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Wal-Mart's Impact on Worldwide Living and Working Conditions Cited in Workers' Demand for WTO Labor and Human Rights Standards


Wal-Mart's global reach, extensive economic ties to dictatorial regimes and anti- worker practices fueled the demand that the World Trade Organization (WTO) set basic labor and human rights standards as an integral part of the world's trade system. Wal-Mart is the world's largest retailer and one of the biggest outlets for goods imported from Communist China and other dictatorships.


The trade practices permitted by the WTO have led to the resurgence of child labor, forced labor and the systematic degradation of human work as key components of the new world economic order. As the world's largest retailer, Wal-Mart is distribution central for WTO's new economic order.


"Wal-Mart represents everything that's wrong with the WTO. Free trade doesn't come by making workers unfree. That's what Wal-Mart is doing&hibar;amassing great wealth by pitting workers against workers, driving down wages and lowering working conditions worldwide," said Robert Morand, United Food and Commercial Workers International Union (UFCW) International Vice President.


Hundreds of UFCW members rallied today at Safeco Field in Seattle to protest the giant retailer's poverty-level wages in the U.S. and overseas. The rally featured Charles Kernaghan who has exposed Wal-Mart and Kathie Lee Gifford connections to sweatshops around the globe.


Wal-Mart's garments are stitched in misery. In the Beximco garment factory, a Wal-Mart contractor in Bangladesh, young women making shirts for Wal-Mart are forced to work 87 hours a week and paid 9 to 20 cents an hour for 80 hours. In many overseas garment shops where clothes for Wal-Mart are sewn, new employees are forced to take a mandatory pregnancy test. Workers are searched on the way in and out of factories and public access to plants is prohibited by heavily armed guards.
Wal-Mart undercuts union jobs in the U.S. American manufacturers have been forced to cut jobs or close doors when Wal-Mart replaces their products with imports. At Master Lock, 250 union workers lost their jobs when Wal-Mart dropped the company's products and switched to an offshore competitor. Brown Shoe Company workers lost their jobs when stores like Wal-Mart switched to more imported shoes.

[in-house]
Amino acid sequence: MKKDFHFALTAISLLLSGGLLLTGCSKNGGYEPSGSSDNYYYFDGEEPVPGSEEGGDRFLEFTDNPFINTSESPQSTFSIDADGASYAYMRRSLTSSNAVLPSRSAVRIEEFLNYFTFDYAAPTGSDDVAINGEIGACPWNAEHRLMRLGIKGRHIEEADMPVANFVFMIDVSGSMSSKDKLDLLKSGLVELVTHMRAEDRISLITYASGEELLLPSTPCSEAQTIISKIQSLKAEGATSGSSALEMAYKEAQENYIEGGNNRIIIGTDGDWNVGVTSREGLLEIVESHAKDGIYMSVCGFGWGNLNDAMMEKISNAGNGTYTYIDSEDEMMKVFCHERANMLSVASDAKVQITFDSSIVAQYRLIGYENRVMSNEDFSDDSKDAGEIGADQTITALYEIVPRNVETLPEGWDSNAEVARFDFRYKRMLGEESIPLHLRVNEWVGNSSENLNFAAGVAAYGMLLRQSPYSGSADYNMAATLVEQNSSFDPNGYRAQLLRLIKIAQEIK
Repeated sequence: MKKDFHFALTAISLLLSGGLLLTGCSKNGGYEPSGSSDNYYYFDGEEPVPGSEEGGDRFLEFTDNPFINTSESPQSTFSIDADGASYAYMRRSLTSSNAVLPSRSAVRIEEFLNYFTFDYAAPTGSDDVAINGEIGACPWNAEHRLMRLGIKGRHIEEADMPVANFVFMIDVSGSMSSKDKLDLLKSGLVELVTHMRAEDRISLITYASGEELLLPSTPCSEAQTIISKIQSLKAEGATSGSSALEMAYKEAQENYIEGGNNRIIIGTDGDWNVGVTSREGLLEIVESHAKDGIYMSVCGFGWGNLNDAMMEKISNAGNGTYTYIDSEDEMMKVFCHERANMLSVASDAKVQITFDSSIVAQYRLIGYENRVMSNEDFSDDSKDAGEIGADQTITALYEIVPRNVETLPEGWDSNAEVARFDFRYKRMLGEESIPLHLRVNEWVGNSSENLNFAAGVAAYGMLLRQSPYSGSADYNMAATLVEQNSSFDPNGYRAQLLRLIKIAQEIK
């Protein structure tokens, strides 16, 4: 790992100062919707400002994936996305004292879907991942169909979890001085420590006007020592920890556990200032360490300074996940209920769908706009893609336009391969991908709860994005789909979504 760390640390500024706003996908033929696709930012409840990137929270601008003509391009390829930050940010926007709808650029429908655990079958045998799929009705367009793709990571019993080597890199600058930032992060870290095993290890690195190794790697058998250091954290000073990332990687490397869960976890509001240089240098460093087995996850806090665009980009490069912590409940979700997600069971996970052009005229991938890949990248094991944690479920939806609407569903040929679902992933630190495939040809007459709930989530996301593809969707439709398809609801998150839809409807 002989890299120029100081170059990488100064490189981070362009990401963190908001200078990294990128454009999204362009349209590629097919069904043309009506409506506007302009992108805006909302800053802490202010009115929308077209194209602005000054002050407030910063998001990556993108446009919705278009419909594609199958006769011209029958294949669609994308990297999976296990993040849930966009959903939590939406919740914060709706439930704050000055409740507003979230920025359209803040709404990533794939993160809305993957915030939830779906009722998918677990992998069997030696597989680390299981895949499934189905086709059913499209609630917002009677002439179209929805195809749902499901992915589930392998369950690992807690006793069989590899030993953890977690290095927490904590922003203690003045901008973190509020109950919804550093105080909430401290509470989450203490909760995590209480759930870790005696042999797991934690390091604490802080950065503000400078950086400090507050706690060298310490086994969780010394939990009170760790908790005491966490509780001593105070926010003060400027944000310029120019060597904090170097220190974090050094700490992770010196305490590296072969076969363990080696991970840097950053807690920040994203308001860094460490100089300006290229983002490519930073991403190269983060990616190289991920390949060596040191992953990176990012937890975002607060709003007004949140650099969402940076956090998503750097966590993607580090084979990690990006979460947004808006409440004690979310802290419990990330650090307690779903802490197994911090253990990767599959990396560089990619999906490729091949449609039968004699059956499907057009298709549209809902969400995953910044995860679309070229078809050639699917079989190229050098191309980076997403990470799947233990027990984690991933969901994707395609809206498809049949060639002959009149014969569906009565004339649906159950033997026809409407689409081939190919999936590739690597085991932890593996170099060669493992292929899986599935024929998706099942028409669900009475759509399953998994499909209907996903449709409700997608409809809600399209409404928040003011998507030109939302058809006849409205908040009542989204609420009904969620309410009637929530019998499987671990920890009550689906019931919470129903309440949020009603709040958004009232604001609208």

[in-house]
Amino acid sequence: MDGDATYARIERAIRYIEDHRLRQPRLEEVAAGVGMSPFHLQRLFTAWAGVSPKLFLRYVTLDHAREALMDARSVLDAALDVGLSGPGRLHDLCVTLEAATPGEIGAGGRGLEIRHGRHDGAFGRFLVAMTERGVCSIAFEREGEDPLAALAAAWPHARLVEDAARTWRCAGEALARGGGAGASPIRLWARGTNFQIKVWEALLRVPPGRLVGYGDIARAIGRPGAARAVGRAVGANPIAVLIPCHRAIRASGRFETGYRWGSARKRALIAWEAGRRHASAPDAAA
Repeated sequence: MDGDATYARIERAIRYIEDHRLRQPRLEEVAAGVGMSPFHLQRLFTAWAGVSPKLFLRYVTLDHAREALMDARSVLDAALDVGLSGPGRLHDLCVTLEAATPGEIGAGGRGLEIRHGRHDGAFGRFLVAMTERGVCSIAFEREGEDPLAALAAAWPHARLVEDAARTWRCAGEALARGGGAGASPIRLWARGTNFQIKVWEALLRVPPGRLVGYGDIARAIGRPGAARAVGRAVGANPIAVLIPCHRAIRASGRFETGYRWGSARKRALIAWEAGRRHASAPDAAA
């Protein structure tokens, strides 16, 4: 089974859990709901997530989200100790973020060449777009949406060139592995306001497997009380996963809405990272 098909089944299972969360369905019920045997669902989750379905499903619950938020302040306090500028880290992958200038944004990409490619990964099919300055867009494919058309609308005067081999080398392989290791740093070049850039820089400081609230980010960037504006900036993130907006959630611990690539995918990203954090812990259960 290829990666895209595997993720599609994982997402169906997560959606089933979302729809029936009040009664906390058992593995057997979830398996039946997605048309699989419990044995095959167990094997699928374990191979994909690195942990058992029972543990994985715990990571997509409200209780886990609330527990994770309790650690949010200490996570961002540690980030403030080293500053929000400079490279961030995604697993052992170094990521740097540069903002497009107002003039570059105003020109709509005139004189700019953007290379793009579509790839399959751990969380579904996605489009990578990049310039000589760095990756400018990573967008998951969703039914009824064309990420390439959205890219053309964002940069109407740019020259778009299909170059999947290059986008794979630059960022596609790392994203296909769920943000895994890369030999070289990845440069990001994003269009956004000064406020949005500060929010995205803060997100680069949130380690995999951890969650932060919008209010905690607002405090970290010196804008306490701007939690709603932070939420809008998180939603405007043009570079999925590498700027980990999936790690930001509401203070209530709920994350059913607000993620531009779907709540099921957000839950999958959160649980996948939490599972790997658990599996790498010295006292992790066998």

Wal-Mart trades in suppression of human rights. As the world's largest retailer with more than $130 billion in yearly sales, Wal-Mart is one of the largest outlets for imported goods in the U.S. Goods coming from China, Bangladesh, Vietnam, and other oppressive countries make Wal-Mart one of the world's largest traders in human misery.


For nearly a decade, news reports have documented Wal-Mart's manufacturing and trading links to countries where sweatshops and child labor are prevalent&hibar; nevertheless, those links are sanctioned by the WTO.


UFCW members demanded reform of the WTO to incorporate basic labor protections&hibar;the right to a living wage, the right to free association and collective bargaining, the end of child labor, forced labor and employment discrimination&hibar;into global trade policy. The group called on the WTO to abandon trade and investment rules that protect patents but allow children to pay for international trading profits with their childhoods.


The rally participants joined with the AFL-CIO sponsored Rally and March Against WTO Global Injustice. Both events took place as the WTO summit convened in Seattle where the Clinton administration is hoping to facilitate China's admission into the global trade organization, despite its dismal human rights record.


The UFCW is the largest organization of retail workers in North America, with 1.4 million members. Workers at retail food industry leaders such as Kroger and Safeway are members of the UFCW.


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For more information, please contact Greg Denier, UFCW, (202) 466-1591 or

United Food and Commercial Workers International Union: A Voice for Working America

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